On the external cladding for the A type, the Committee agreed that brickwork should be used at the bottom as shown in the drawing and Canadian Tiles in the upper portion. For the roof covering, it was agreed that Canadian Tiles should be used, the sheets being galvanised and painted. The sheets used on the wall surfaces also should be galvanised and for the colouring, the Architect should be consulted.
Mr. Bathurst pointed out that there were various types of Canadian Tiles with 3, 4 or 5 corrugations all of which were standard. It was agreed that the Architect should be asked to reconsider the particular pattern most suitable, and the industry thereafter advised.
On the B type design M.11/31, Mr. Rodger requested particulars of costs. The Chairman stated that agreement must first be reached on the design and then quantities could be taken out. The weights of steel had been reduced to make the construction as economic as possible. The costs of the light gauge sections would be higher than for hot rolled sections, but the lighter weight would be a balancing factor.
For the external cladding for the Ministry’s exhibition scheme, the Committee agreed that the weatherboard pattern of steel sheet should be used from the ground floor to the eaves level and roof.
Mr. Bathurst stated that the weatherboard pattern could no doubt be manufactured in the quantity required but requested that full information should be available as soon as possible.
The Chairman stated that the C type M. 11/25 was a complete departure from traditional technique and permitted the greatest amount of pre-fabrication. It was a panel-frame construction based on a standardised width and the module was selected to allow for standard metal windows etc, being incorporated in the panel. The construction used open web joists to span across the building and the weight of steel compared favourably with the B type.
Mr. Bathurst referred to his plea at the last meeting for Steel Ceilings to be used especially in the house or houses erected for the Ministry. The Chairman asked if the Committee would agree to ask Steel Ceilings Ltd, to supply the necessary units, but after discussion the Committee agreed that the Architect should be asked to provide a suitable design.
Mr. Napier and Mr. Rodger, who thought the C type showed great promise, suggested that the design should include for a pitched as well as a flat roof.
With regard to external sheeting, a pattern had been shown by the Consulting Engineer to suit the design and while this was attractive, it was agreed to consult the Architect before finalising the design.Mr. Bathurst suggested that it would be useful if the C type could be included in the Ministry’s demonstration houses especially from the viewpoint of speed of assembly. Doubt was expressed as to whether the units would be ready in time for this purpose, but Mr, Summers suggested that work should proceed concurrently.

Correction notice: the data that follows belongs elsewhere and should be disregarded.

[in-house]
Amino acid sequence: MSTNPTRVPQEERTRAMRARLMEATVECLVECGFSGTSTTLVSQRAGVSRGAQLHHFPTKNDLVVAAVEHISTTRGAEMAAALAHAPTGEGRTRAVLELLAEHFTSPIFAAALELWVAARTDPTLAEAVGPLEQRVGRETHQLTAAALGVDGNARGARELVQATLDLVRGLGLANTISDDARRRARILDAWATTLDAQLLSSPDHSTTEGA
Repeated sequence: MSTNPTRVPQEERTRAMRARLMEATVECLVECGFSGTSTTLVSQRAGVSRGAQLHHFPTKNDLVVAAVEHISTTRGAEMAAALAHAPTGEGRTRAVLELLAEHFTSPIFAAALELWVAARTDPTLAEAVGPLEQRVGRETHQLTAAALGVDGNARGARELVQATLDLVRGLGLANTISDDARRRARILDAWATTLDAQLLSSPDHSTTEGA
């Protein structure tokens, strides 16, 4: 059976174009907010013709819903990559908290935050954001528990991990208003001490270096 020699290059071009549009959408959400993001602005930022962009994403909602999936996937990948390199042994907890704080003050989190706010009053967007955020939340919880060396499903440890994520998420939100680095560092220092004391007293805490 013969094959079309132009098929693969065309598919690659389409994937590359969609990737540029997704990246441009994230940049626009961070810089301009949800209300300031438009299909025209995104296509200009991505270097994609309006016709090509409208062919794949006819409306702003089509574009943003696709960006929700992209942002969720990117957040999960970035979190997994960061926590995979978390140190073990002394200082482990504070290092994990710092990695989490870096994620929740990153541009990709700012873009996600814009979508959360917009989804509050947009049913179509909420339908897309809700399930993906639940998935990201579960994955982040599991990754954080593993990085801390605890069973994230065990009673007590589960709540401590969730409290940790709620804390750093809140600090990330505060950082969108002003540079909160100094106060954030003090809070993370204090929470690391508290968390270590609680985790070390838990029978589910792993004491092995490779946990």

Mr. Saunders referred again to the use of tubular construction and the Director stated that it was proposed to use steel tubular construction for the open web girders as an alternative to the designs already prepared, and that it was hoped to include in the A and B type houses, alternative tubular construction for the roof framework.
5. Appointment of Architect.
Mr, Spencer Summers intimated that Mr. Frederick Gibberd, F.R.I.B.A, had been appointed as Architect to the Committee. Mr. Gibberd was in private practice and also was Principal of the Architectural Association School of Architecture. He was familiar with house construction and served as a member of Housing Committees of the Ministry and the R.I.B.A. The Director gave some further outline of Mr.Glbberd’s work in this field of building.
The Chairman intimated that in his recent contacts with fabricators such as Brockhouse, and Accles & Pollock, he understood that, these and other fabricators of strip, were forming a Technical Committee. It was suggested that the Chairman should make early contact with them in order to discuss the fabricating problems involved both in manufacture and supply.
The following firms were mentioned as likely to be of service and with whom contact might be established.
Accles & Pollock.
Brockhouse. Joe. Sankey
Art Metal Co
It was agreed, in view of the urgency of the provision of a prototype house or houses, for the Ministry, that the Chairman should, with Mr. Brown as representative of the strip interests, meet representatives of a few of these firms at an early date in order to obtain information and collaboration. It was also agreed that all arrangements be left to the Chairman in making suitable arrangements for the supply of the necessary material.
Specifications for the Cold Formed Sections.
It was agreed that the provision of a specification covering the use of light gauge structural sections in building should be discussed with the Technical Committee referred to above now being set up by the fabricators of steel strip.
Tests on Strip and Cold Formed Sections.
Mr, Davies referred to the circular letter which had been sent to the manufacturers of cold formed sections. As soon as the necessary arrangements Could be made for the supply of material, the tests would be put in hand. The results of these tests would be available in time to be incorporated in the final designs approved for mass production.
9. Next meeting.
It was agreed that the next meeting of the Committee would take place at Steele House on Wednesday 12th January 1944 at 2.45pm.